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  • Published: 1 November 2011
  • ISBN: 9781742750217
  • Imprint: Ebury Australia
  • Format: Trade Paperback
  • Pages: 512
  • RRP: $34.99
Categories:

Peter Pan




A wonderful, forgotten racing story set in The Great Depression

In 1932, they said there would never be another Phar Lap. Yet within months there came a racehorse so wildly brilliant that he was instantly compared to the dead champion. He was Peter Pan. Within months of Phar Lap's death, Peter Pan had won the Melbourne Cup and then two years later, won it again - the first horse in 72 years to take home a second. The newspapers of the day called him a 'superhorse' and declared 'another Phar Lap takes the stage.' But over the long years, Australia forgot their new champion. Peter Pan: The Forgotten Story of Phar Lap's Successor is the tale of the horse that came next - the brilliant, speedy Peter Pan. Casting off the shadow of Phar Lap, this tells the story of triumph during the Great Depression and the coming of a champion when Australia least expected one. It is time to restore the standing of our other great racing hero.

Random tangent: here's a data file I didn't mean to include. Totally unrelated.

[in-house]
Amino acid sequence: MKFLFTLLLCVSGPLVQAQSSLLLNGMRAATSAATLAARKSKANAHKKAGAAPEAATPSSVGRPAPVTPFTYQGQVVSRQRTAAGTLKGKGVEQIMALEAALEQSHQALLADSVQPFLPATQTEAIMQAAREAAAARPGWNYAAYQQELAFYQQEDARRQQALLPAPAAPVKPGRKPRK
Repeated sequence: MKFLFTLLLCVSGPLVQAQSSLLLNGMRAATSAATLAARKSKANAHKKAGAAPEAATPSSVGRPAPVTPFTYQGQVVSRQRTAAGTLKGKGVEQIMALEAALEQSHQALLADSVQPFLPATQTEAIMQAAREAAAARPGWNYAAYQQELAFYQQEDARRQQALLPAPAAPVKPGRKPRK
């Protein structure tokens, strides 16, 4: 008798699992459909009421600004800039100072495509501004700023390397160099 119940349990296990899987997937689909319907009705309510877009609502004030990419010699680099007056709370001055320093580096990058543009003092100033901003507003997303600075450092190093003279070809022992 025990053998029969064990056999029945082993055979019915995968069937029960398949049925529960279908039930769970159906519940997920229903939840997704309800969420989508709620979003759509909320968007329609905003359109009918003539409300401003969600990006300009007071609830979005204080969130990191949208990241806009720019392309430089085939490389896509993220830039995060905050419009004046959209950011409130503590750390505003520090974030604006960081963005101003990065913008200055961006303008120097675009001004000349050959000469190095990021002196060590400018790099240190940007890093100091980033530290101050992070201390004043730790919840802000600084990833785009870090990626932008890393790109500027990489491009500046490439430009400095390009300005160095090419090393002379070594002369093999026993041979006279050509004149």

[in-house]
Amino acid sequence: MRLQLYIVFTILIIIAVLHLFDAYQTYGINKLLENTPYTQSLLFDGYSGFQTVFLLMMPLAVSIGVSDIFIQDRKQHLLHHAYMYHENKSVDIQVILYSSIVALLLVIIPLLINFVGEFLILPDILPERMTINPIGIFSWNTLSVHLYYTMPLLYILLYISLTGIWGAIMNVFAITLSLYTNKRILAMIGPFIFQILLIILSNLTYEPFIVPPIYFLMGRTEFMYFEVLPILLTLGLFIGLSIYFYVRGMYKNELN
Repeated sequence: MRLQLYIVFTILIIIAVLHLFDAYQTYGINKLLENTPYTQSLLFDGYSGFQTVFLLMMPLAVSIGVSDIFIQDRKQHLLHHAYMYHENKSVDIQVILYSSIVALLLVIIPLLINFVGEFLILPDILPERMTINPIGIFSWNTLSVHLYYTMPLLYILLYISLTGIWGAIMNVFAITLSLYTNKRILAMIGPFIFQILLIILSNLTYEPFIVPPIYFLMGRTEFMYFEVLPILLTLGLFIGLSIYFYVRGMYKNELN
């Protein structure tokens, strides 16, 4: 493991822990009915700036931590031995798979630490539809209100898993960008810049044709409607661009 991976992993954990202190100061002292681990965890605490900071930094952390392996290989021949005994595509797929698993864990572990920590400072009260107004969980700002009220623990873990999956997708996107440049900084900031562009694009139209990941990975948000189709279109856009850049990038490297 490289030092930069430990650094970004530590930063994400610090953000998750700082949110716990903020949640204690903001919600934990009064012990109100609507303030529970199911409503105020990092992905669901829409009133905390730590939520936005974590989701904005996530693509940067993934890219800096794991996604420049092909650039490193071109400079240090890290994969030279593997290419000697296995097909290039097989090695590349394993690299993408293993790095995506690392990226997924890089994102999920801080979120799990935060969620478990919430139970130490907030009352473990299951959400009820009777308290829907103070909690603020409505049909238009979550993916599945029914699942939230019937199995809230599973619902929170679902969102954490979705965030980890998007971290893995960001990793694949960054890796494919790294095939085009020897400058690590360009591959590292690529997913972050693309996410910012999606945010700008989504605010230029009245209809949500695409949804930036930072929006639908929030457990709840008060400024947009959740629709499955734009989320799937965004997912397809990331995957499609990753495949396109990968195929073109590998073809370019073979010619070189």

• Published: 1 November 2011
  • ISBN: 9781742750217
  • Imprint: Ebury Australia
  • Format: Trade Paperback
  • Pages: 512
  • RRP: $34.99
Categories:

About the author

Jessica Owers

Jessica Owers is the author of the heralded Peter Pan: The Forgotten Story of Phar Lap’s Successor, winner of the 2012 Bill Whittaker Award for Best Racing Book in Australia. Her writing has appeared in Inside Breeding, The Thoroughbred, Breeding & Racing and Outback magazines, along with numerous other racing books and publications. She holds a combined honours degree from the University of Stirling, and has worked as a sub-editor in publishing and a riding instructor. She lives in Sydney’s eastern beaches with her husband, restaurateur Maurizio Lombardo.

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Praise for Peter Pan

In this new book...Owers tells us an exciting story involving the horse, its owners and the Racing characters of the time. Her description of the races and events are told as if she there to witness them. It is a tribute to her writing skills that she is able to do this. You won't find stories about our current day races described as clearly as Owers details the events of the far past.

Garry Robinson, Winform

[Jessica Ower's] writing is delightfully descriptive and while the her novel will in the main appeal to those with an interest in the sport, once a year punters who delve into its pages will not be disappointed.

Anya Whitlaw, Western Advocate

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